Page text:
3-dimensional nanowire networks make for ultrasensitive and highly selective gas sensors

(Nanowerk Spotlight) The sensitivity of solid-state gas sensors can be improved if the surface-to-volume ratio of the material used for the sensor is increased. An international group of researchers demonstrated that three-dimensional tungsten oxide nanowire networks can serve as a high-surface area material for building ultrasensitive and highly selective gas sensors. The results highlight that the 3-D nanowires technology can be adopted for the development of gas sensors with performances suitable for practical applications.
Nanowires are uniquely suitable for sensor applications because of their single-crystalline structure, large surface-to-volume ratio, and high stability. Nanowire based sensors already have been demonstrated for detecting gases, proteins, single virus, and single cancer markers. Nanowires and nanobelts exhibit optimal structural characteristics for both high sensitivity and long-term stability.
While research so far mainly focused on thin films and nanowires, Professor Zhong Lin Wang from the Georgia Institute of Technology, and researchers from the Università di Brescia in Italy, and Sun Yat-Sen University in PR China, used 3-dimensional networks of nanowires for gas sensors, so that the surface area and sensitivity improved drastically. Their findings were reported in a paper titled "Ultrasensitive and highly selective gas sensors using three-dimensional tungsten oxide nanowire networks" that was published in the May 15, 2006 online edition of Applied Physics Letters.
"In comparison to thin films and nanowires, the 3D networks of nanowires largely improve the contact surface of the sensor with the gas" Wang points out. "More importantly, the multiple channels of current path greatly reduces the resistance of the structure, thus, the sensor sensitivity has been largely improved."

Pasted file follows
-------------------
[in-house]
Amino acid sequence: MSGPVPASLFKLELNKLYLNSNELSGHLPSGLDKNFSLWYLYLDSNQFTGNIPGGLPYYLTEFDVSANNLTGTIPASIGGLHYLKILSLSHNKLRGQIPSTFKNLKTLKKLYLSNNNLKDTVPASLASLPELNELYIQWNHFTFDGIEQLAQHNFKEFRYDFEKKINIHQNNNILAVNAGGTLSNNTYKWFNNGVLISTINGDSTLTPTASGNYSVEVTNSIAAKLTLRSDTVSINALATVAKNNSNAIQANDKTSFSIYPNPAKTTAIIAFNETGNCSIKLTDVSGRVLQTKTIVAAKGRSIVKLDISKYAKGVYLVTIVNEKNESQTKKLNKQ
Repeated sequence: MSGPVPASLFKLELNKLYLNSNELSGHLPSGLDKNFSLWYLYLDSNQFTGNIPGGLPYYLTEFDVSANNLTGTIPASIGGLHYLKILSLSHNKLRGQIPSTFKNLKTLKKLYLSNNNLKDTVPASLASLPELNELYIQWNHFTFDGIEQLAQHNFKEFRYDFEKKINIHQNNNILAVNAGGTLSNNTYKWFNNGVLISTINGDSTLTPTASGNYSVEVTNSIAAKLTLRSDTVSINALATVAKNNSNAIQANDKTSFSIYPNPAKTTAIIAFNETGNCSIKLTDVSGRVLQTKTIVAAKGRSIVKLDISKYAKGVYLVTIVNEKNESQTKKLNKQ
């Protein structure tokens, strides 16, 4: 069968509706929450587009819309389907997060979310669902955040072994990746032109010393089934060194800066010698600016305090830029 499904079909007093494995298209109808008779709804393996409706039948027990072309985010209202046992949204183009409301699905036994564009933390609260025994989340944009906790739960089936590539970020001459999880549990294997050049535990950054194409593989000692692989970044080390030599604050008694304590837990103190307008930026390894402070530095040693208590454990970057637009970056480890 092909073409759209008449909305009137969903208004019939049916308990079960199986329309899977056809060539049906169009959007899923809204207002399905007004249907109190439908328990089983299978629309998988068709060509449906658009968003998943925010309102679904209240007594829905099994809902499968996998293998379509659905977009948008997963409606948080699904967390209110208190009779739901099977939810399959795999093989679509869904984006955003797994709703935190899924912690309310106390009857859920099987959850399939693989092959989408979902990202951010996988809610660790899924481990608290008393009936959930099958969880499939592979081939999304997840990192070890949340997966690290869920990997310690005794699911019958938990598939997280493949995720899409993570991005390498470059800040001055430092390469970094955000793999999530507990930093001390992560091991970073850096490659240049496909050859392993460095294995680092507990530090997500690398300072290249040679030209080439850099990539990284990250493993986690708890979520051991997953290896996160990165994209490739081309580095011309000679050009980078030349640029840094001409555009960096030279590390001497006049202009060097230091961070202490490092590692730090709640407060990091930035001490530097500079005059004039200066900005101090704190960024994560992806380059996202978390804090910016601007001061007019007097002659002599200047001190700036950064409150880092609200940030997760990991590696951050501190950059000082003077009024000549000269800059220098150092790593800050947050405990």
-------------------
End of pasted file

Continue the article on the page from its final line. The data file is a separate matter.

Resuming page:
Wang and his colleagues built the sensors by drop coating of WO3-x nanowire networks onto alumina substrates. The resulting sensors have been shown to be able to detect NO2 concentration to 50 ppb (parts per billion) level. That is comparable with what traditional thick and thin film technologies are capable of after 50 years of research.
tungsten oxide nanowire network
SEM images of tungsten oxide nanowire network. Inset is the Sensor response to NO2, H2S, NH3, and CO as a function of working temperature. Relative humidity is 30% at the chamber temperature of 20°C. (Source: Zhong Lin Wang, Georgia Tech)
The sensor based on this approach could be directly used for gas sensing and chemical sensing. It will make it possible to directly use nanomaterials for fabricating nanosensors and nanodevices.
"The outdoor application, due to its low threshold limit of 50 ppb, is considered as the frontier also for thin and thick film technology typically adopted in the gas sensing field" says Wang. "The present results thus demonstrate that nanowire technology can be used to reach results at least comparable with the best ones obtained by the "traditional" technology."
Michael Berger By – Michael is author of three books by the Royal Society of Chemistry:
Nano-Society: Pushing the Boundaries of Technology,
Nanotechnology: The Future is Tiny, and
Nanoengineering: The Skills and Tools Making Technology Invisible
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